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LANL scientist Bette Korber honored for work on HIV vaccine

SANTA FE – Bette Korber, a theoretical biologist at Los Alamos National Laboratory, has been named scientist of the year by R&D magazine, for her innovative “mosaic” design for an HIV vaccine.

Bette Korber

“We selected Bette as our 2018 Scientist of the Year to recognize not only her groundbreaking contribution to the mosaic vaccine and the fight against HIV, but also for her continued commitment to trying new and innovative scientific approaches,” said Bea Riemschneider, the magazine’s editorial director.

When the first efficacy study for the mosaic vaccine was announced last year, Korber said, “My life’s work has been devoted to developing strategies to create a global HIV vaccine; mosaics were a realization of one such strategy.”

“It was initially very difficult to convince biologists that mosaic proteins, designed by evolving sequences in a computer, could ever lead to a viable vaccine approach. It is hugely rewarding to see this progress being made.”

“Thanks to experimentalist colleagues who were willing to give this radical but reasoned approach a try, mosaics have come a long way, and they have shown enough promise in monkey trials to merit further testing in people,” she said. “Now we have to settle in for few more years of suspense as the human trial unfolds. I’m delighted, relieved and a bit astonished that the mosaic concept has come this far.”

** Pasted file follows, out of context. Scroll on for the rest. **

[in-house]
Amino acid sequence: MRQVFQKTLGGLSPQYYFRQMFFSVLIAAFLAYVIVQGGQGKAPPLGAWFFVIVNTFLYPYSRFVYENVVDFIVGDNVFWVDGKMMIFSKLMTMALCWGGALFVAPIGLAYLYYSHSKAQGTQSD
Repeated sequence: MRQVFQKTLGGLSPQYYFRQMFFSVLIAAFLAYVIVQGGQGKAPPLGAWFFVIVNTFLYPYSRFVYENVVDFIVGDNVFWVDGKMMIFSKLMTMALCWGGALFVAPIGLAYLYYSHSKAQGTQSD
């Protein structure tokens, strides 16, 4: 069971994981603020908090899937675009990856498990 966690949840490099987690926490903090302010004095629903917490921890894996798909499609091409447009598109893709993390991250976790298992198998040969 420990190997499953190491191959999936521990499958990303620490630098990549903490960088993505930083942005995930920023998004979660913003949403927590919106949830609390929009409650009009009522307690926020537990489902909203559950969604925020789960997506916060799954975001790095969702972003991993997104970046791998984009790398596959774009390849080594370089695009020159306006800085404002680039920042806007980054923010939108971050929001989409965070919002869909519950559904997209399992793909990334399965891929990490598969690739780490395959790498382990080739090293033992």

LANL has explained her work in the context of trying to find an HIV vaccine that can fight the virus’s diversity.

“HIV-1 has an ability to mutate rapidly, which results in multiple strains and subtypes prevalent in different parts of the world,” according to a lab news release last year. “Understanding the history, structure and complexity of the viral foe has been key to developing the mosaic vaccine antigens, assembled from natural sequences, which are optimized to achieve coverage of the many different versions of HIV proteins that are circulating. The goal of the mosaic vaccine is to elicit immune responses that can protect a vaccinated person from the world of HIV diversity that they might encounter.”

R&D said Korber’s work has led to testing a mosaic vaccine in humans with support from the National Institues of Health and the Bill & Melinda Gates Foundation, “a milestone few others have reached.”

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